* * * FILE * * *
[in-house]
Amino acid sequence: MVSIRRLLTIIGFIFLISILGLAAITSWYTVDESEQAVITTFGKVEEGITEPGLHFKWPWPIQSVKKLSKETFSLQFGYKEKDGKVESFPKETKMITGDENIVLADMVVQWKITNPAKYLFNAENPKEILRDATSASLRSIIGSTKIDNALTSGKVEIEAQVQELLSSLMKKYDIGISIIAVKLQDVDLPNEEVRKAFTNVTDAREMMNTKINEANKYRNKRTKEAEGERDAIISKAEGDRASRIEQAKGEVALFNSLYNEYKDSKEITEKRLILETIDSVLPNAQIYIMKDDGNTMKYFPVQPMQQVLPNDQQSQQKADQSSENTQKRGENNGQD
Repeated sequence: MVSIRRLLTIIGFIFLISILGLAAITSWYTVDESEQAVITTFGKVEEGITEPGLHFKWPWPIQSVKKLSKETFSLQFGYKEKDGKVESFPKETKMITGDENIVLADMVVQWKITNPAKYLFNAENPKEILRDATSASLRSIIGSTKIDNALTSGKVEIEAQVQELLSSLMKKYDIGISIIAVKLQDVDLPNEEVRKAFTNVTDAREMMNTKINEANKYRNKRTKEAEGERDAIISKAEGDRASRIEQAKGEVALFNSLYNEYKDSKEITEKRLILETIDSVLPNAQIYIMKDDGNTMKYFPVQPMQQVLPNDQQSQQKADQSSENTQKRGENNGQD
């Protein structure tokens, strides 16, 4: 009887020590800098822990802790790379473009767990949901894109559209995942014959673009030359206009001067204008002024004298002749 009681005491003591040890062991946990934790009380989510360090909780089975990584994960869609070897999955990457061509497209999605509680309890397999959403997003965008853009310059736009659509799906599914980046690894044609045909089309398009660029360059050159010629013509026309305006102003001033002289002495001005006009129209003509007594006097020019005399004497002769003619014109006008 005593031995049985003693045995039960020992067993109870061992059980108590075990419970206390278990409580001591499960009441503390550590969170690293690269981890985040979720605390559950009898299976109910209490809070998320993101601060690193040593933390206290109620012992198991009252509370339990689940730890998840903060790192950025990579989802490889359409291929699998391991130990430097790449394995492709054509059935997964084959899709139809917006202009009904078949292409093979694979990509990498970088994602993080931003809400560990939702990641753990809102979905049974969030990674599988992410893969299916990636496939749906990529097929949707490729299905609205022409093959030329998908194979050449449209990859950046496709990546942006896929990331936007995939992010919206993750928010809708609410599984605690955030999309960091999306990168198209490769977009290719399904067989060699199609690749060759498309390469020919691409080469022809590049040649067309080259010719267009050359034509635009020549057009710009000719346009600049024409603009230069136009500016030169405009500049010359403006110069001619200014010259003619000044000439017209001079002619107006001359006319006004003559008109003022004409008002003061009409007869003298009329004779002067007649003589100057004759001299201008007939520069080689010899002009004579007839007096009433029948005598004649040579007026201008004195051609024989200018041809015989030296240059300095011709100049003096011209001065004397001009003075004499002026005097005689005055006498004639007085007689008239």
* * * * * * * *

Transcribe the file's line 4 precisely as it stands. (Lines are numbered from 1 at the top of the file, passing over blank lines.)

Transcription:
């Protein structure tokens, strides 16, 4: 009887020590800098822990802790790379473009767990949901894109559209995942014959673009030359206009001067204008002024004298002749 009681005491003591040890062991946990934790009380989510360090909780089975990584994960869609070897999955990457061509497209999605509680309890397999959403997003965008853009310059736009659509799906599914980046690894044609045909089309398009660029360059050159010629013509026309305006102003001033002289002495001005006009129209003509007594006097020019005399004497002769003619014109006008 005593031995049985003693045995039960020992067993109870061992059980108590075990419970206390278990409580001591499960009441503390550590969170690293690269981890985040979720605390559950009898299976109910209490809070998320993101601060690193040593933390206290109620012992198991009252509370339990689940730890998840903060790192950025990579989802490889359409291929699998391991130990430097790449394995492709054509059935997964084959899709139809917006202009009904078949292409093979694979990509990498970088994602993080931003809400560990939702990641753990809102979905049974969030990674599988992410893969299916990636496939749906990529097929949707490729299905609205022409093959030329998908194979050449449209990859950046496709990546942006896929990331936007995939992010919206993750928010809708609410599984605690955030999309960091999306990168198209490769977009290719399904067989060699199609690749060759498309390469020919691409080469022809590049040649067309080259010719267009050359034509635009020549057009710009000719346009600049024409603009230069136009500016030169405009500049010359403006110069001619200014010259003619000044000439017209001079002619107006001359006319006004003559008109003022004409008002003061009409007869003298009329004779002067007649003589100057004759001299201008007939520069080689010899002009004579007839007096009433029948005598004649040579007026201008004195051609024989200018041809015989030296240059300095011709100049003096011209001065004397001009003075004499002026005097005689005055006498004639007085007689008239």